The judgment runs as follows :- Beaumont C. J. This is an application in revision against an order of the Presidency Magistrate, 3rd Court, dealing with the rights to possession of a ring produced before him in criminal proceedings, under Section 517 of the Criminal Procedure Code. The relevant facts are that the ring in question was handed over to a man named Gandhi on terms, in effect, of sale or return. The actual terms were set out in paragraph 2 of the memorandum, and within the time during which Gandhi was entitled to retain the ring he dishonestly pledged it to a Marwari. Gandhi was subsequently prosecuted and convicted, and in the course of the case the ring was produced in Court by the Marwari, and at the conclusion of the case the learned Magistrate made the. order complained of, under Section 517, returning the ring to the Marwari. The learned Magistrate made that order on the ground that he thought that under the Indian Sale of Goods Act the property in the ring had passed to Gandhi, and therefore the Marwari had a good title. I think the conclusion at which the learned Magistrate arrived was right, but his method of reaching that conclusion was wrong. Under Section 517 the Court dealing with property which has been produced before it in the course of an inquiry or trial may make such order as it thinks fit, amongst other things, for the delivery to any person claiming to be entitled to possession thereof. What the Court has to consider is who is entitled to possession, and the Court has not to consider, and is not competent to consider, who has a good title in the property. No doubt it may sometimes happen, in order to decide who has the best right to possession, that the Court has to consider prima facie questions of title. If property is produced by somebody who has come by it dishonestly, the Magistrate may not be prepared to return it to him, and may have to consider who has the best right to possession, and for that purpose, to go to some extent into questions of title. But here the ring was produced by the Marwari, who was not shown to have come by it dishonestly, and I think that the proper order for the Magistrate to have made under Section 517, exercising his discretion judicially, was to direct that the ring should be handed back to the man who produced it. That order is, of course, without prejudice to any question of the true title to the ring. There may be a question of title to be determined in a civil Court between the original vendor and the pledgee, but that question the Magistrate is not competent to decide with finality. It is argued by the applicant here that the learned Magistrate arrived at a wrong conclusion in thinking that the title to the ring was in the pledgee, and that he ought to have held that it was in the vendor. Now if this Court went into that question and arrived at the conclusion that the Magistrate was wrong, and the true title was in the vendor, it still would not determine the matter between the parties, because the only Court which is competent to do that is a civil Court, and we should merely embarrass a civil Court before whom that question might come by expressing an opinion upon it. In my opinion, the learned Magistrate made the right order in returning the ring to the Marwari, but he ought not to have gone into questions of civil law as to the title. I express no opinion whatever as to whether the conclusion which he arrived at on the question of civil law was right or wrong. We merely dismiss the application, because the result of the order is right.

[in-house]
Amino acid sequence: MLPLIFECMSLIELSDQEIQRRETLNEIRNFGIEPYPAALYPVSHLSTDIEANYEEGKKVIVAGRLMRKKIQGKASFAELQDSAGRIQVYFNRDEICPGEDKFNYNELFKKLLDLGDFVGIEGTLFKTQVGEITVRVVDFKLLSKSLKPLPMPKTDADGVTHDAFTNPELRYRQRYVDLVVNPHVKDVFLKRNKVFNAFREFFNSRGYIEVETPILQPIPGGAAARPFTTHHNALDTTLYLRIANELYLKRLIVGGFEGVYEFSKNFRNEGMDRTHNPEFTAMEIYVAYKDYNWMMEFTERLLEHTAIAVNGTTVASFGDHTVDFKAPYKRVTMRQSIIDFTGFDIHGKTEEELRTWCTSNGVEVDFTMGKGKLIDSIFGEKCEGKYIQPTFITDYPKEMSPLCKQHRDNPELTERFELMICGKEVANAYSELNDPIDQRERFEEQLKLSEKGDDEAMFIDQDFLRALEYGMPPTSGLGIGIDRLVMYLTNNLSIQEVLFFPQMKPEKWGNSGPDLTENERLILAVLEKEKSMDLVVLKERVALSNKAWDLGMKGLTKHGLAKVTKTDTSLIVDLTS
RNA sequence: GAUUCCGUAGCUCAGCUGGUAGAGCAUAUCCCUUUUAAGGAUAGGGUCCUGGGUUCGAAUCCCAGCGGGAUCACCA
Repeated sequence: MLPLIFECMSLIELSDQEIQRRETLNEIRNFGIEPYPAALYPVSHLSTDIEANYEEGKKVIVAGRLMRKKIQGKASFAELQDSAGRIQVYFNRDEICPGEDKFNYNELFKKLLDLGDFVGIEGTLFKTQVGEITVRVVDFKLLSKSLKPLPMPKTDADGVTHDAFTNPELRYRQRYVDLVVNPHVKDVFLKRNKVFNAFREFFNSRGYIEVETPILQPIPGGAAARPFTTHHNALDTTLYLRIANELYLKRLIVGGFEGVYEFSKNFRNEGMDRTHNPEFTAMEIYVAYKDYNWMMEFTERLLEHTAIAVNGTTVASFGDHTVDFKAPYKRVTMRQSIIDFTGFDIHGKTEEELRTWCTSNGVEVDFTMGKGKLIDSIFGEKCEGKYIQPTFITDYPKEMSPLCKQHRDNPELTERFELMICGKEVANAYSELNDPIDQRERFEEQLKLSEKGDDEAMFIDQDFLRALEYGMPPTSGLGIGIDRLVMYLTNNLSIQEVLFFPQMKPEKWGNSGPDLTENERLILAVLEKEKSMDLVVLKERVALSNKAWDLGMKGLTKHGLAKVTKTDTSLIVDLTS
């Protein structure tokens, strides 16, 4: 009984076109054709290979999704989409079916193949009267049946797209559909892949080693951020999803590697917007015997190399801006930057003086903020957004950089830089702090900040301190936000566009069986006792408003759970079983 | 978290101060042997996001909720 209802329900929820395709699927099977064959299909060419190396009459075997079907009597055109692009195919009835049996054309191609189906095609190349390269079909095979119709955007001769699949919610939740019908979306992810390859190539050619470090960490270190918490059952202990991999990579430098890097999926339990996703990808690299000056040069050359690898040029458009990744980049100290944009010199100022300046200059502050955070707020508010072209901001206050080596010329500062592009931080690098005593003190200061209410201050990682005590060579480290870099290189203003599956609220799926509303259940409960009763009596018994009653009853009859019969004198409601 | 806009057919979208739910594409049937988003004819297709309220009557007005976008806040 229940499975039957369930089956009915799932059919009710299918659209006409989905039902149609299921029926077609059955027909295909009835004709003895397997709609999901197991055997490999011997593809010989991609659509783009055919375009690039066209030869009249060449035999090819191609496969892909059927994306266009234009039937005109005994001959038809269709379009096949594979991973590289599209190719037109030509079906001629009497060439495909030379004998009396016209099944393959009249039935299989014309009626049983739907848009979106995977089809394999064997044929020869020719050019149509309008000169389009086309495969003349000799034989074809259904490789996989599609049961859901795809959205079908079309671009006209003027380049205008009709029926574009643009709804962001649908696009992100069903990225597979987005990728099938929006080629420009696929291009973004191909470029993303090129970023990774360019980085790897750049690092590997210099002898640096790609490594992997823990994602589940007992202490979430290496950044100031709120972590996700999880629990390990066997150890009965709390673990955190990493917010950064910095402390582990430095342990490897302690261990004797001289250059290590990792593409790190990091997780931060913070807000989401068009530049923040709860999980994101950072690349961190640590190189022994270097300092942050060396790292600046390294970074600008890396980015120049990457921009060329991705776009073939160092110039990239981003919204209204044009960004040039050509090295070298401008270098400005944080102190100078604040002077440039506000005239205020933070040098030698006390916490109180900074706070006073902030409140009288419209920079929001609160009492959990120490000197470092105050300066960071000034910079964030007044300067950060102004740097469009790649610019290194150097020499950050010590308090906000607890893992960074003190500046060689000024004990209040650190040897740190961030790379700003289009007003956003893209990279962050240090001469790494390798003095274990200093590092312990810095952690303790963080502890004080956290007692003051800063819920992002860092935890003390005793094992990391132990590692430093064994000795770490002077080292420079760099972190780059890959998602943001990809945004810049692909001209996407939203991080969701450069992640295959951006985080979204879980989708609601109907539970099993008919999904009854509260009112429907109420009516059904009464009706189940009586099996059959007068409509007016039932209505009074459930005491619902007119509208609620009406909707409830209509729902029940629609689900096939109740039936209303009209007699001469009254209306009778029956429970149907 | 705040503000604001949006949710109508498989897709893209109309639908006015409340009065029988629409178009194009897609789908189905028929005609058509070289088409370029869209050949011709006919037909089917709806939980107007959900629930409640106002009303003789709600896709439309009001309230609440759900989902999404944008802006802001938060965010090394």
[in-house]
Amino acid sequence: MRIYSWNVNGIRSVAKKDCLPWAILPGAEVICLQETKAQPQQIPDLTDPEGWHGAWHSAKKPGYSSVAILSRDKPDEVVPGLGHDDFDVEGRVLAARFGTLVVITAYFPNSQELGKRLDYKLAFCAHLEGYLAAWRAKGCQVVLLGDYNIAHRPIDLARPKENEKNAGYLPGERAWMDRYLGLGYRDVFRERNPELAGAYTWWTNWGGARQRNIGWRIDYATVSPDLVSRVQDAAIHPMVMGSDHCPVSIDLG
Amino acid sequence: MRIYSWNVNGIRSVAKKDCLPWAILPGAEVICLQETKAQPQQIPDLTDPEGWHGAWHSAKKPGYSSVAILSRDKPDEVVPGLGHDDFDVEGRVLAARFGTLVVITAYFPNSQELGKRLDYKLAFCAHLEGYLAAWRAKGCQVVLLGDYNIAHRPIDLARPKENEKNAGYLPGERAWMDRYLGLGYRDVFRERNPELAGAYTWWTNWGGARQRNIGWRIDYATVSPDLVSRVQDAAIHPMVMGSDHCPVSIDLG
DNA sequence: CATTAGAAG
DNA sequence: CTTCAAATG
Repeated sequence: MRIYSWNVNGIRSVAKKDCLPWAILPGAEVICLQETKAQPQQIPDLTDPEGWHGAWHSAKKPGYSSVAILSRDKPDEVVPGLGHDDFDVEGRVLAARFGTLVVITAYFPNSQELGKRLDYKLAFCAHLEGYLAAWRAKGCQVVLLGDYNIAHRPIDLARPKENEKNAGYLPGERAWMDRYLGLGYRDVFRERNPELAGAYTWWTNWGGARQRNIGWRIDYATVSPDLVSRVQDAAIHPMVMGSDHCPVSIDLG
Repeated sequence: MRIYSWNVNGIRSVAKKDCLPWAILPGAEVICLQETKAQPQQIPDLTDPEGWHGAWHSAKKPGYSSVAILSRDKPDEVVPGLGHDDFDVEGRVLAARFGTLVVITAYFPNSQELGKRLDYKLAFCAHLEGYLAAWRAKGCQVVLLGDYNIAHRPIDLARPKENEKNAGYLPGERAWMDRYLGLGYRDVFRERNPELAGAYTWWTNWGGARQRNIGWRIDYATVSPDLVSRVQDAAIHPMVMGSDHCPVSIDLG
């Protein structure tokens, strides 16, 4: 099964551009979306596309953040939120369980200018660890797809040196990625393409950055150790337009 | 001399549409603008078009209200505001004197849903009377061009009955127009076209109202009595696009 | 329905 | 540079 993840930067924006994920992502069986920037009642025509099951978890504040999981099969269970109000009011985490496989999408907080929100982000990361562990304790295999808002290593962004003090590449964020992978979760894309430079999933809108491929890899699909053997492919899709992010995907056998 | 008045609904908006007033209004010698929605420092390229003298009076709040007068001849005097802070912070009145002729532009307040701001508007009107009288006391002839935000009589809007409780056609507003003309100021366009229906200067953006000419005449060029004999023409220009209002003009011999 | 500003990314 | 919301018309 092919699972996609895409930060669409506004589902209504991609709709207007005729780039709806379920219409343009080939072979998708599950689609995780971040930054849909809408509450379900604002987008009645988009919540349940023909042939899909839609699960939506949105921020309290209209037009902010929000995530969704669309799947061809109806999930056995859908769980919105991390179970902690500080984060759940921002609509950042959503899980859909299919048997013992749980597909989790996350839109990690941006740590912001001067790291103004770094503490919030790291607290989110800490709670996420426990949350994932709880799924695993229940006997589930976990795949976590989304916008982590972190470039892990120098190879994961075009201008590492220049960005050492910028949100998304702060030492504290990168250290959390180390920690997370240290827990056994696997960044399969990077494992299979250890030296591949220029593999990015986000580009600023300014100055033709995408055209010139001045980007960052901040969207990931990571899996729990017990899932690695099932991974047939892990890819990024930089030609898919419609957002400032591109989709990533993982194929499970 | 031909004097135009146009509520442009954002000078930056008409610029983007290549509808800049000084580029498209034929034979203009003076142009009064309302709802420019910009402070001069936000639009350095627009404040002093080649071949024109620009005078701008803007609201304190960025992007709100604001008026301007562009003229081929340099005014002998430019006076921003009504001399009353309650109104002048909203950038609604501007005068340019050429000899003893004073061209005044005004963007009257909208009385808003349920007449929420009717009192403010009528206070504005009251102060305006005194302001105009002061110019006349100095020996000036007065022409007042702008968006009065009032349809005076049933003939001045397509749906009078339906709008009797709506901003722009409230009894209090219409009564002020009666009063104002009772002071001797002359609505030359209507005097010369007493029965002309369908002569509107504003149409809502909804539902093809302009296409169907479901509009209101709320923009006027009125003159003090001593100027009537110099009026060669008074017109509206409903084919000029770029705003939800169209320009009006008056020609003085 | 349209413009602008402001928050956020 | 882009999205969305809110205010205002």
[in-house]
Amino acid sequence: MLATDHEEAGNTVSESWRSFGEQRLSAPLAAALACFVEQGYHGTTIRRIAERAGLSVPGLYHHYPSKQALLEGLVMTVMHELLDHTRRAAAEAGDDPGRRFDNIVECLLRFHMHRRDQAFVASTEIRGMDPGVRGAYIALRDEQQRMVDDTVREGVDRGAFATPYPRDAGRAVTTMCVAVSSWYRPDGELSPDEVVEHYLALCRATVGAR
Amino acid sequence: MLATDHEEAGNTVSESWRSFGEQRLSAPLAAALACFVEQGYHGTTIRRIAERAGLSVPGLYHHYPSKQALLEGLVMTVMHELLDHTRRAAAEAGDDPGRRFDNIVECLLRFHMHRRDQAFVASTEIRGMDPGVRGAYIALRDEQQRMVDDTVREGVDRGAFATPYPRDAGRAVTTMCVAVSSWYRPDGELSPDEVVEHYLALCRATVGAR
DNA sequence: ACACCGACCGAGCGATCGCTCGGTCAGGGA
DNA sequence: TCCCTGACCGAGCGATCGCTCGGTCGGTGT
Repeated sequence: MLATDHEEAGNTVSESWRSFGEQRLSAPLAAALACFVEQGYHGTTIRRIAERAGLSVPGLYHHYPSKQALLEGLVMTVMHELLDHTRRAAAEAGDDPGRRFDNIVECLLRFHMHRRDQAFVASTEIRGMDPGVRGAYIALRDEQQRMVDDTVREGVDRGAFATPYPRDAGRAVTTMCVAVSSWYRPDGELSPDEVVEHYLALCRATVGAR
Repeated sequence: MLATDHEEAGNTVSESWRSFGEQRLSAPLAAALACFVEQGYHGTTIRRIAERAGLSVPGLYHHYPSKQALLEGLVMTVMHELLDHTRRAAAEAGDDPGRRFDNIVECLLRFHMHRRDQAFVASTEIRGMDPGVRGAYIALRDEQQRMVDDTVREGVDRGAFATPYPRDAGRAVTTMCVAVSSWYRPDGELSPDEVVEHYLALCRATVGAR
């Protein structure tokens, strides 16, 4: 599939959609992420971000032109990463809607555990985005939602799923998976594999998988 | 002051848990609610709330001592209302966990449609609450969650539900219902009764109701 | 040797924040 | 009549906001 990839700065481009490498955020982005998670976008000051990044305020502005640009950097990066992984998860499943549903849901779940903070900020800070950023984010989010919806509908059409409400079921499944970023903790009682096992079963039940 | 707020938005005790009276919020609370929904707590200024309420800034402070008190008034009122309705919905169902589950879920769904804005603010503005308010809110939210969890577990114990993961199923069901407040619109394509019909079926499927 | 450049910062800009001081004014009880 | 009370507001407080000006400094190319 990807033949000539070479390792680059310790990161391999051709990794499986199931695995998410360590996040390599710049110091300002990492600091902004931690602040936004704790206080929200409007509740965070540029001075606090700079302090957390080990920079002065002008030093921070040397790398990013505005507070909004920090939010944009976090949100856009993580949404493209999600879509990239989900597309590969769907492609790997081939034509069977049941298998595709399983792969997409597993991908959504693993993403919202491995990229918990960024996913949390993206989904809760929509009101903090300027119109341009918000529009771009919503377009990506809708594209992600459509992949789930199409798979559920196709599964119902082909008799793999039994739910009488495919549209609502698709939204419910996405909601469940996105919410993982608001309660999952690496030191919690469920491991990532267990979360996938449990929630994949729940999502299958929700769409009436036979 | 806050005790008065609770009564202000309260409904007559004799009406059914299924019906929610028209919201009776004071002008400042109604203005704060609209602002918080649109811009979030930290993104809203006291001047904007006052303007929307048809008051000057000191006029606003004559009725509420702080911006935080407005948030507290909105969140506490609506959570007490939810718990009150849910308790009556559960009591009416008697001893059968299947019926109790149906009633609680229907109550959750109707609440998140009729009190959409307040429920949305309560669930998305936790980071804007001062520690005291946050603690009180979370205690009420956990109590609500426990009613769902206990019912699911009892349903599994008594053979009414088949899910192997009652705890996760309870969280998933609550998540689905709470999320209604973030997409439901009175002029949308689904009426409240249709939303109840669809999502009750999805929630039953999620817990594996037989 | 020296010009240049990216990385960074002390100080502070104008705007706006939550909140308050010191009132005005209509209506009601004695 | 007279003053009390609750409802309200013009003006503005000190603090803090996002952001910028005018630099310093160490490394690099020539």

N.J. Wadia J.